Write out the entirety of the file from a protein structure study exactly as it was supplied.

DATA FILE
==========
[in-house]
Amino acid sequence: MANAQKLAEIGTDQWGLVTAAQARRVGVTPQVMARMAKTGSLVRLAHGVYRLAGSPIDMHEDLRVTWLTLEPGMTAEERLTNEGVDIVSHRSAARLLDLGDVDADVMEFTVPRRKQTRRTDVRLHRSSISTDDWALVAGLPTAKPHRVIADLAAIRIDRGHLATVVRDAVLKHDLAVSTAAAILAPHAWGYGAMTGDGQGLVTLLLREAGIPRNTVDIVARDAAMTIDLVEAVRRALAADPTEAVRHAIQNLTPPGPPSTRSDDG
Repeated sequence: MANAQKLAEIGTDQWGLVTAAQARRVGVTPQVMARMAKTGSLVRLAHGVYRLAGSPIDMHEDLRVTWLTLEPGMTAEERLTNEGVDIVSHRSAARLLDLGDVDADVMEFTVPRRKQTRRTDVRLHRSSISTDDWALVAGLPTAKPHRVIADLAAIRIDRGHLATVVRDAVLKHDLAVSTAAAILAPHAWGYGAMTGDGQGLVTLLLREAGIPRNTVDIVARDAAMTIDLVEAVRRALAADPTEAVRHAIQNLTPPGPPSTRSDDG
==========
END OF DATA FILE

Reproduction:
[in-house]
Amino acid sequence: MANAQKLAEIGTDQWGLVTAAQARRVGVTPQVMARMAKTGSLVRLAHGVYRLAGSPIDMHEDLRVTWLTLEPGMTAEERLTNEGVDIVSHRSAARLLDLGDVDADVMEFTVPRRKQTRRTDVRLHRSSISTDDWALVAGLPTAKPHRVIADLAAIRIDRGHLATVVRDAVLKHDLAVSTAAAILAPHAWGYGAMTGDGQGLVTLLLREAGIPRNTVDIVARDAAMTIDLVEAVRRALAADPTEAVRHAIQNLTPPGPPSTRSDDG
Repeated sequence: MANAQKLAEIGTDQWGLVTAAQARRVGVTPQVMARMAKTGSLVRLAHGVYRLAGSPIDMHEDLRVTWLTLEPGMTAEERLTNEGVDIVSHRSAARLLDLGDVDADVMEFTVPRRKQTRRTDVRLHRSSISTDDWALVAGLPTAKPHRVIADLAAIRIDRGHLATVVRDAVLKHDLAVSTAAAILAPHAWGYGAMTGDGQGLVTLLLREAGIPRNTVDIVARDAAMTIDLVEAVRRALAADPTEAVRHAIQNLTPPGPPSTRSDDG